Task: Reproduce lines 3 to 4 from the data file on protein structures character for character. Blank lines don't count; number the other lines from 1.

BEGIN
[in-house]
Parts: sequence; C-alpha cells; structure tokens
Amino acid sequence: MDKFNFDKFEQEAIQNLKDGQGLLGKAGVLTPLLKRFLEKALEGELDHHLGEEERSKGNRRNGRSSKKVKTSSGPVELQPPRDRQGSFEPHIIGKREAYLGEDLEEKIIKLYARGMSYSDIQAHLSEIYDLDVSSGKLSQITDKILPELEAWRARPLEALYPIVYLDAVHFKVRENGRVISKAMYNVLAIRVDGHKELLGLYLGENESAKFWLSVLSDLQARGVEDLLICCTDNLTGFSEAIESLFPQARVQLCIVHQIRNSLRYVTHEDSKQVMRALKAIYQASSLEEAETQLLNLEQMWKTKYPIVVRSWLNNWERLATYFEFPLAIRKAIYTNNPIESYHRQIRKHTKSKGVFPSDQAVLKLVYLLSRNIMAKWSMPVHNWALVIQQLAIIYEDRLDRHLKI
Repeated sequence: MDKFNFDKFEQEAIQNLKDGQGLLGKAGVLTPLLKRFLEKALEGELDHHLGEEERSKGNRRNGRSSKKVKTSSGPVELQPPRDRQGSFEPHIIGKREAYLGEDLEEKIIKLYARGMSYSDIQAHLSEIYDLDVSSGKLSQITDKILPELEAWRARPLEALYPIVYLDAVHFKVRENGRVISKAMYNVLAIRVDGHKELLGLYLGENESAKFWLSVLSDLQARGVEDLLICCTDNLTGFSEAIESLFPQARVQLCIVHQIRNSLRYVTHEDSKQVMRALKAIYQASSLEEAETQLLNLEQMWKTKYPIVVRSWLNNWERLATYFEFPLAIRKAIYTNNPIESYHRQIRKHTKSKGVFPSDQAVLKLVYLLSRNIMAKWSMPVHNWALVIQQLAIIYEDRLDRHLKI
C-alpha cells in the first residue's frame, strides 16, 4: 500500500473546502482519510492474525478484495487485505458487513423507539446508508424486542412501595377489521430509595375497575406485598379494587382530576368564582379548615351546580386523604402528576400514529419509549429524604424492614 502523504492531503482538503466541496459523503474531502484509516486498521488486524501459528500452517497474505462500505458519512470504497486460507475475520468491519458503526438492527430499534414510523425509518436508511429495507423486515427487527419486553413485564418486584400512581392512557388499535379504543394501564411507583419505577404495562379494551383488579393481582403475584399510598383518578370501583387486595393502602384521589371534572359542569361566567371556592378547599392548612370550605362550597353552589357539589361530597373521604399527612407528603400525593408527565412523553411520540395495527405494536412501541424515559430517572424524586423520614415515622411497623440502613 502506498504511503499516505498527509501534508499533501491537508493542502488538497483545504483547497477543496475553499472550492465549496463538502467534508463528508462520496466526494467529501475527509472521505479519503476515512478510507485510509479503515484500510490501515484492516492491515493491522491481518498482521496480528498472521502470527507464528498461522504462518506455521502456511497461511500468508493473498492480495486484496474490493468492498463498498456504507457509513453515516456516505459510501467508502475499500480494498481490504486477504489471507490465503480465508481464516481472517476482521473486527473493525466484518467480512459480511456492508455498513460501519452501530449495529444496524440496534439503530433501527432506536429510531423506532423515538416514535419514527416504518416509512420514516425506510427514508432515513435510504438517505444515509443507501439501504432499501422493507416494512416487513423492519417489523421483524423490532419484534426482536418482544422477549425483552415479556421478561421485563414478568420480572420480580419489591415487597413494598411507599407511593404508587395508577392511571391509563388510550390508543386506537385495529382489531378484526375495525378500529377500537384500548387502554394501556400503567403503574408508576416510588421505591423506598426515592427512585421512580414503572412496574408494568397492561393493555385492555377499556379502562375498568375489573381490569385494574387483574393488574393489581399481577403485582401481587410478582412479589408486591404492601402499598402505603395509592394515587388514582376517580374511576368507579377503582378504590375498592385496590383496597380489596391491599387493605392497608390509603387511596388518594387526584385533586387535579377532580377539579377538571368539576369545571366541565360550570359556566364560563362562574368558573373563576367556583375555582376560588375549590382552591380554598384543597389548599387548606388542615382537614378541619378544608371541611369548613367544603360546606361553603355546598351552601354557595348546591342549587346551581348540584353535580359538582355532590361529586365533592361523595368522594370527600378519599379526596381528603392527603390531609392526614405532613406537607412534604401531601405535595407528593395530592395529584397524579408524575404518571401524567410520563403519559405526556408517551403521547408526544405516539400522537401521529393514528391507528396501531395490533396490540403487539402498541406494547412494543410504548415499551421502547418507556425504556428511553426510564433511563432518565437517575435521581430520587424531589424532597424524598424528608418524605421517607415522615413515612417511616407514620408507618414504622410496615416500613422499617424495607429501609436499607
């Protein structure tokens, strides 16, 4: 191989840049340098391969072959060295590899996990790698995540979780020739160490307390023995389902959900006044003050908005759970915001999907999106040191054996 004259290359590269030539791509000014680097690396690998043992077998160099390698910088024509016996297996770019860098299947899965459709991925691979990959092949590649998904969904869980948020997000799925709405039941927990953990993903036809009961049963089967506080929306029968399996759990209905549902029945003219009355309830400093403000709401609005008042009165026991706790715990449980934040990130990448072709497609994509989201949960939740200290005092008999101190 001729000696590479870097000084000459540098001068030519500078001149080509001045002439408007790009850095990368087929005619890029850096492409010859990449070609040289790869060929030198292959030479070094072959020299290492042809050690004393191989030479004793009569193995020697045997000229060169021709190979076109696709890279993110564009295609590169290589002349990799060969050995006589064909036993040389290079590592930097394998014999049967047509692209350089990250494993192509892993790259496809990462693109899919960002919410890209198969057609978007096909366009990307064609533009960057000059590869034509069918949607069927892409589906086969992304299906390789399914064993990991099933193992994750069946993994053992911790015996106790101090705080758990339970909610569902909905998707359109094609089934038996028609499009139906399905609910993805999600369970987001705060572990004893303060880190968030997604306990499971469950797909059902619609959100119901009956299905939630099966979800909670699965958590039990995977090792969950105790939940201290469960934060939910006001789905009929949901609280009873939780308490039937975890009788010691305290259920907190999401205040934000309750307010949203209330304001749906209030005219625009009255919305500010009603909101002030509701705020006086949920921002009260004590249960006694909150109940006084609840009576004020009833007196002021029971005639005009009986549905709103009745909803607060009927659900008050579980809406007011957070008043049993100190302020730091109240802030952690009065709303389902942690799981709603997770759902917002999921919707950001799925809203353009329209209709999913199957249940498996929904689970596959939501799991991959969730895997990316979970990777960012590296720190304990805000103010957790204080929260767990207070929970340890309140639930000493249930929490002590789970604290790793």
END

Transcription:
Amino acid sequence: MDKFNFDKFEQEAIQNLKDGQGLLGKAGVLTPLLKRFLEKALEGELDHHLGEEERSKGNRRNGRSSKKVKTSSGPVELQPPRDRQGSFEPHIIGKREAYLGEDLEEKIIKLYARGMSYSDIQAHLSEIYDLDVSSGKLSQITDKILPELEAWRARPLEALYPIVYLDAVHFKVRENGRVISKAMYNVLAIRVDGHKELLGLYLGENESAKFWLSVLSDLQARGVEDLLICCTDNLTGFSEAIESLFPQARVQLCIVHQIRNSLRYVTHEDSKQVMRALKAIYQASSLEEAETQLLNLEQMWKTKYPIVVRSWLNNWERLATYFEFPLAIRKAIYTNNPIESYHRQIRKHTKSKGVFPSDQAVLKLVYLLSRNIMAKWSMPVHNWALVIQQLAIIYEDRLDRHLKI
Repeated sequence: MDKFNFDKFEQEAIQNLKDGQGLLGKAGVLTPLLKRFLEKALEGELDHHLGEEERSKGNRRNGRSSKKVKTSSGPVELQPPRDRQGSFEPHIIGKREAYLGEDLEEKIIKLYARGMSYSDIQAHLSEIYDLDVSSGKLSQITDKILPELEAWRARPLEALYPIVYLDAVHFKVRENGRVISKAMYNVLAIRVDGHKELLGLYLGENESAKFWLSVLSDLQARGVEDLLICCTDNLTGFSEAIESLFPQARVQLCIVHQIRNSLRYVTHEDSKQVMRALKAIYQASSLEEAETQLLNLEQMWKTKYPIVVRSWLNNWERLATYFEFPLAIRKAIYTNNPIESYHRQIRKHTKSKGVFPSDQAVLKLVYLLSRNIMAKWSMPVHNWALVIQQLAIIYEDRLDRHLKI